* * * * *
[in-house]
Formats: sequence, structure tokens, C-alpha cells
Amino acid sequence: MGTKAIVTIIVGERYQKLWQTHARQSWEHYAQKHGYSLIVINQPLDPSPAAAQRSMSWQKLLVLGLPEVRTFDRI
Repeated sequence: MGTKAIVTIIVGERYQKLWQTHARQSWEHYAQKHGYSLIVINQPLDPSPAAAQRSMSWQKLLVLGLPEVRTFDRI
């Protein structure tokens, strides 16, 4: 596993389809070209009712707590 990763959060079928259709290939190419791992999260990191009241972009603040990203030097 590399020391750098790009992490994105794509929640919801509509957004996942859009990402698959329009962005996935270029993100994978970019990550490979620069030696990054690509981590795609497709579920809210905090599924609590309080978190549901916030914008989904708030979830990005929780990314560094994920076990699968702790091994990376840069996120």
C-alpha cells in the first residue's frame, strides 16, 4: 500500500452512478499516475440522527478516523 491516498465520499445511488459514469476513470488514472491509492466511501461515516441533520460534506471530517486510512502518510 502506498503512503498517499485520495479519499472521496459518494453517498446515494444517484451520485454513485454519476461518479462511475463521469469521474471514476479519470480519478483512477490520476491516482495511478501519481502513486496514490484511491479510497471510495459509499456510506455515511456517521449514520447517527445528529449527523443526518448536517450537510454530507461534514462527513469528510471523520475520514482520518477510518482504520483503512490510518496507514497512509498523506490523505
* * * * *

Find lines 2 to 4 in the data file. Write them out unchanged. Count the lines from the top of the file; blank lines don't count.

Formats: sequence, structure tokens, C-alpha cells
Amino acid sequence: MGTKAIVTIIVGERYQKLWQTHARQSWEHYAQKHGYSLIVINQPLDPSPAAAQRSMSWQKLLVLGLPEVRTFDRI
Repeated sequence: MGTKAIVTIIVGERYQKLWQTHARQSWEHYAQKHGYSLIVINQPLDPSPAAAQRSMSWQKLLVLGLPEVRTFDRI